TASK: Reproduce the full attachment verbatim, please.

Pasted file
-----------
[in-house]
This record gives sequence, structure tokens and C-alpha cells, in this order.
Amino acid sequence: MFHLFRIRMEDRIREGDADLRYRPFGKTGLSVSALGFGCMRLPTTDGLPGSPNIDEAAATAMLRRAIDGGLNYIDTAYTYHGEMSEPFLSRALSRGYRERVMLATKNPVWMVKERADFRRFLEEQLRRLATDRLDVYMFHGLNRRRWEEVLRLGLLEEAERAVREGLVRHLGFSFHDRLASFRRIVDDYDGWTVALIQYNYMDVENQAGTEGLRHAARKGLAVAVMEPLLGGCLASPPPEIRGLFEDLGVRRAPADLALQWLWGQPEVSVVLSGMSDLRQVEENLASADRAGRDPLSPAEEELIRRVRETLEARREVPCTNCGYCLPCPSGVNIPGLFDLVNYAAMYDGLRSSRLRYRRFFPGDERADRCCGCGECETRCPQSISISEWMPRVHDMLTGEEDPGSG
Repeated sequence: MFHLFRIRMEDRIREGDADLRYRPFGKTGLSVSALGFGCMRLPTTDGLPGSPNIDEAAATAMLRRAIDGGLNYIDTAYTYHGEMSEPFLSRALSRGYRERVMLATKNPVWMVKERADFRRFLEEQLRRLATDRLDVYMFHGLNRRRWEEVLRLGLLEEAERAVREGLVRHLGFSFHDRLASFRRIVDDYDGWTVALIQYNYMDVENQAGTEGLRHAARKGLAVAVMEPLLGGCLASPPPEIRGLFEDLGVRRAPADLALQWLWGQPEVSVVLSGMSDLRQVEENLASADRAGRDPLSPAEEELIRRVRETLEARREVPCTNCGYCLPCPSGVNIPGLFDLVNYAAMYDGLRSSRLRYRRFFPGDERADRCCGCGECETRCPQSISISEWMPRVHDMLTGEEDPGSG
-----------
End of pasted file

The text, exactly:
[in-house]
This record gives sequence, structure tokens and C-alpha cells, in this order.
Amino acid sequence: MFHLFRIRMEDRIREGDADLRYRPFGKTGLSVSALGFGCMRLPTTDGLPGSPNIDEAAATAMLRRAIDGGLNYIDTAYTYHGEMSEPFLSRALSRGYRERVMLATKNPVWMVKERADFRRFLEEQLRRLATDRLDVYMFHGLNRRRWEEVLRLGLLEEAERAVREGLVRHLGFSFHDRLASFRRIVDDYDGWTVALIQYNYMDVENQAGTEGLRHAARKGLAVAVMEPLLGGCLASPPPEIRGLFEDLGVRRAPADLALQWLWGQPEVSVVLSGMSDLRQVEENLASADRAGRDPLSPAEEELIRRVRETLEARREVPCTNCGYCLPCPSGVNIPGLFDLVNYAAMYDGLRSSRLRYRRFFPGDERADRCCGCGECETRCPQSISISEWMPRVHDMLTGEEDPGSG
Repeated sequence: MFHLFRIRMEDRIREGDADLRYRPFGKTGLSVSALGFGCMRLPTTDGLPGSPNIDEAAATAMLRRAIDGGLNYIDTAYTYHGEMSEPFLSRALSRGYRERVMLATKNPVWMVKERADFRRFLEEQLRRLATDRLDVYMFHGLNRRRWEEVLRLGLLEEAERAVREGLVRHLGFSFHDRLASFRRIVDDYDGWTVALIQYNYMDVENQAGTEGLRHAARKGLAVAVMEPLLGGCLASPPPEIRGLFEDLGVRRAPADLALQWLWGQPEVSVVLSGMSDLRQVEENLASADRAGRDPLSPAEEELIRRVRETLEARREVPCTNCGYCLPCPSGVNIPGLFDLVNYAAMYDGLRSSRLRYRRFFPGDERADRCCGCGECETRCPQSISISEWMPRVHDMLTGEEDPGSG